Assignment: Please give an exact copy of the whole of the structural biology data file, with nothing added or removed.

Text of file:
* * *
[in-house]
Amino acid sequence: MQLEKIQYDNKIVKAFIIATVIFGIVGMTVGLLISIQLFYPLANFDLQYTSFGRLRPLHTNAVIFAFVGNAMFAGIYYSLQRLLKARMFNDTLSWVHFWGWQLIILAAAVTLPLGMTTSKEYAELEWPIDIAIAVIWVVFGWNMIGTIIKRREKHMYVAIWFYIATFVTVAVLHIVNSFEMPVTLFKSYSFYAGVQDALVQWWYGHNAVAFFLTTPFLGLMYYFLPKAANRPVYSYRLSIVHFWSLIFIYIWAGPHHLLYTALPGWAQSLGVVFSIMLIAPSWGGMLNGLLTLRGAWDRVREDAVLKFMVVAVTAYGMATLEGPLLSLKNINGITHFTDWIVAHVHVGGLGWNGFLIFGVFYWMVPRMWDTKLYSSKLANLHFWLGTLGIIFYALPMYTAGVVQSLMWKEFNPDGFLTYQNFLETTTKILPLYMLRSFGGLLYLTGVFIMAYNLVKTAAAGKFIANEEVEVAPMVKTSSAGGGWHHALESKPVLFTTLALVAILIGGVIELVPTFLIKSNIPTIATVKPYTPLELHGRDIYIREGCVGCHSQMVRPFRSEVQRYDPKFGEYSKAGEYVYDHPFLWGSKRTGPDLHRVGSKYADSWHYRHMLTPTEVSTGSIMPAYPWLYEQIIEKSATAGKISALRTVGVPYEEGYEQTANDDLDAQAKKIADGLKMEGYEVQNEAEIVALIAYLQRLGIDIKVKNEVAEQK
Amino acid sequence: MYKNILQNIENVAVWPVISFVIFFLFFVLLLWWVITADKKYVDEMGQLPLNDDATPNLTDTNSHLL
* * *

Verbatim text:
[in-house]
Amino acid sequence: MQLEKIQYDNKIVKAFIIATVIFGIVGMTVGLLISIQLFYPLANFDLQYTSFGRLRPLHTNAVIFAFVGNAMFAGIYYSLQRLLKARMFNDTLSWVHFWGWQLIILAAAVTLPLGMTTSKEYAELEWPIDIAIAVIWVVFGWNMIGTIIKRREKHMYVAIWFYIATFVTVAVLHIVNSFEMPVTLFKSYSFYAGVQDALVQWWYGHNAVAFFLTTPFLGLMYYFLPKAANRPVYSYRLSIVHFWSLIFIYIWAGPHHLLYTALPGWAQSLGVVFSIMLIAPSWGGMLNGLLTLRGAWDRVREDAVLKFMVVAVTAYGMATLEGPLLSLKNINGITHFTDWIVAHVHVGGLGWNGFLIFGVFYWMVPRMWDTKLYSSKLANLHFWLGTLGIIFYALPMYTAGVVQSLMWKEFNPDGFLTYQNFLETTTKILPLYMLRSFGGLLYLTGVFIMAYNLVKTAAAGKFIANEEVEVAPMVKTSSAGGGWHHALESKPVLFTTLALVAILIGGVIELVPTFLIKSNIPTIATVKPYTPLELHGRDIYIREGCVGCHSQMVRPFRSEVQRYDPKFGEYSKAGEYVYDHPFLWGSKRTGPDLHRVGSKYADSWHYRHMLTPTEVSTGSIMPAYPWLYEQIIEKSATAGKISALRTVGVPYEEGYEQTANDDLDAQAKKIADGLKMEGYEVQNEAEIVALIAYLQRLGIDIKVKNEVAEQK
Amino acid sequence: MYKNILQNIENVAVWPVISFVIFFLFFVLLLWWVITADKKYVDEMGQLPLNDDATPNLTDTNSHLL